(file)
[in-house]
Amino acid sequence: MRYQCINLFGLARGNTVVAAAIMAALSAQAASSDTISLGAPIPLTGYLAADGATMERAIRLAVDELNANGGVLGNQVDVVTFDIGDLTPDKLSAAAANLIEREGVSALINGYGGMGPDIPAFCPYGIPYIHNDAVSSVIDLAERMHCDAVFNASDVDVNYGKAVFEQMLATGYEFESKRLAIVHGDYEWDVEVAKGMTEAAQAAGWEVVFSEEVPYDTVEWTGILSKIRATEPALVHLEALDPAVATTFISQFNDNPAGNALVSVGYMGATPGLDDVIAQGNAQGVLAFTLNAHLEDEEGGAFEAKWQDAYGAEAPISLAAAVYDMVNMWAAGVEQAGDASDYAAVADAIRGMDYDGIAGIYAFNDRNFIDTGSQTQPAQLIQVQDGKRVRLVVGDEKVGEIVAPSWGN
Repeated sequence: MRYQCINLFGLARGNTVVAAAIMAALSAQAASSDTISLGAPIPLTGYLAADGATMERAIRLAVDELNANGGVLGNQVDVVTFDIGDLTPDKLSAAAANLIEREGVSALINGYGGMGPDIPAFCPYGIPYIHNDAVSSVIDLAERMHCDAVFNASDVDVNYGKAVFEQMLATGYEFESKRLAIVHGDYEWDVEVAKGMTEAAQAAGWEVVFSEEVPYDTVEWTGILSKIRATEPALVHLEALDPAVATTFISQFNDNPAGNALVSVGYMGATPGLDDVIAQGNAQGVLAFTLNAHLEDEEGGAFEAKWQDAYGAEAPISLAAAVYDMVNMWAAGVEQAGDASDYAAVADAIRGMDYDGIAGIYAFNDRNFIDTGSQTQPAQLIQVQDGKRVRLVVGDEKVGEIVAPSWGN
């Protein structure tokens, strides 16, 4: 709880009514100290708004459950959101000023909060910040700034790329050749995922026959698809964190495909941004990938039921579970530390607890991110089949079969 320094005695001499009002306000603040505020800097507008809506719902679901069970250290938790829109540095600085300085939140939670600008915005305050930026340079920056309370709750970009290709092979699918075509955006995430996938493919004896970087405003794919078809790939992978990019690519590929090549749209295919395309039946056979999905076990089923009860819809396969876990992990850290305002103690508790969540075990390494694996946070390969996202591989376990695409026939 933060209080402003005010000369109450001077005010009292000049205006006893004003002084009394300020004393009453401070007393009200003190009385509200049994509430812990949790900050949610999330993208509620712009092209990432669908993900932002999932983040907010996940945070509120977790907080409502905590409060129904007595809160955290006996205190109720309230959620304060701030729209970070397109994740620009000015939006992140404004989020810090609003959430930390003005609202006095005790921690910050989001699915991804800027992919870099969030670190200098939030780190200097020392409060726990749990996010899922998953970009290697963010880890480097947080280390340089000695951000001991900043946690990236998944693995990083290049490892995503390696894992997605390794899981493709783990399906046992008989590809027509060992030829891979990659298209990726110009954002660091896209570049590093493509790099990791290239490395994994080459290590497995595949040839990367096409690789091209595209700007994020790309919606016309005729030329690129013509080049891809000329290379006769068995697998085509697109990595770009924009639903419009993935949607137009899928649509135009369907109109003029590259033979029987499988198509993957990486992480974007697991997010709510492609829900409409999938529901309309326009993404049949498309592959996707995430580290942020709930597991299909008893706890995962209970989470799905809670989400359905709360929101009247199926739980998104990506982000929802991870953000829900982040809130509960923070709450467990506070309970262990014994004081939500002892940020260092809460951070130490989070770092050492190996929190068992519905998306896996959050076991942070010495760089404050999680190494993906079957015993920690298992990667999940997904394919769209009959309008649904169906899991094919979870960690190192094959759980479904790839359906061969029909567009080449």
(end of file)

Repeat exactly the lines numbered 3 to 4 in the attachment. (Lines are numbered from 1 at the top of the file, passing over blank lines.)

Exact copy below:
Repeated sequence: MRYQCINLFGLARGNTVVAAAIMAALSAQAASSDTISLGAPIPLTGYLAADGATMERAIRLAVDELNANGGVLGNQVDVVTFDIGDLTPDKLSAAAANLIEREGVSALINGYGGMGPDIPAFCPYGIPYIHNDAVSSVIDLAERMHCDAVFNASDVDVNYGKAVFEQMLATGYEFESKRLAIVHGDYEWDVEVAKGMTEAAQAAGWEVVFSEEVPYDTVEWTGILSKIRATEPALVHLEALDPAVATTFISQFNDNPAGNALVSVGYMGATPGLDDVIAQGNAQGVLAFTLNAHLEDEEGGAFEAKWQDAYGAEAPISLAAAVYDMVNMWAAGVEQAGDASDYAAVADAIRGMDYDGIAGIYAFNDRNFIDTGSQTQPAQLIQVQDGKRVRLVVGDEKVGEIVAPSWGN
């Protein structure tokens, strides 16, 4: 709880009514100290708004459950959101000023909060910040700034790329050749995922026959698809964190495909941004990938039921579970530390607890991110089949079969 320094005695001499009002306000603040505020800097507008809506719902679901069970250290938790829109540095600085300085939140939670600008915005305050930026340079920056309370709750970009290709092979699918075509955006995430996938493919004896970087405003794919078809790939992978990019690519590929090549749209295919395309039946056979999905076990089923009860819809396969876990992990850290305002103690508790969540075990390494694996946070390969996202591989376990695409026939 933060209080402003005010000369109450001077005010009292000049205006006893004003002084009394300020004393009453401070007393009200003190009385509200049994509430812990949790900050949610999330993208509620712009092209990432669908993900932002999932983040907010996940945070509120977790907080409502905590409060129904007595809160955290006996205190109720309230959620304060701030729209970070397109994740620009000015939006992140404004989020810090609003959430930390003005609202006095005790921690910050989001699915991804800027992919870099969030670190200098939030780190200097020392409060726990749990996010899922998953970009290697963010880890480097947080280390340089000695951000001991900043946690990236998944693995990083290049490892995503390696894992997605390794899981493709783990399906046992008989590809027509060992030829891979990659298209990726110009954002660091896209570049590093493509790099990791290239490395994994080459290590497995595949040839990367096409690789091209595209700007994020790309919606016309005729030329690129013509080049891809000329290379006769068995697998085509697109990595770009924009639903419009993935949607137009899928649509135009369907109109003029590259033979029987499988198509993957990486992480974007697991997010709510492609829900409409999938529901309309326009993404049949498309592959996707995430580290942020709930597991299909008893706890995962209970989470799905809670989400359905709360929101009247199926739980998104990506982000929802991870953000829900982040809130509960923070709450467990506070309970262990014994004081939500002892940020260092809460951070130490989070770092050492190996929190068992519905998306896996959050076991942070010495760089404050999680190494993906079957015993920690298992990667999940997904394919769209009959309008649904169906899991094919979870960690190192094959759980479904790839359906061969029909567009080449």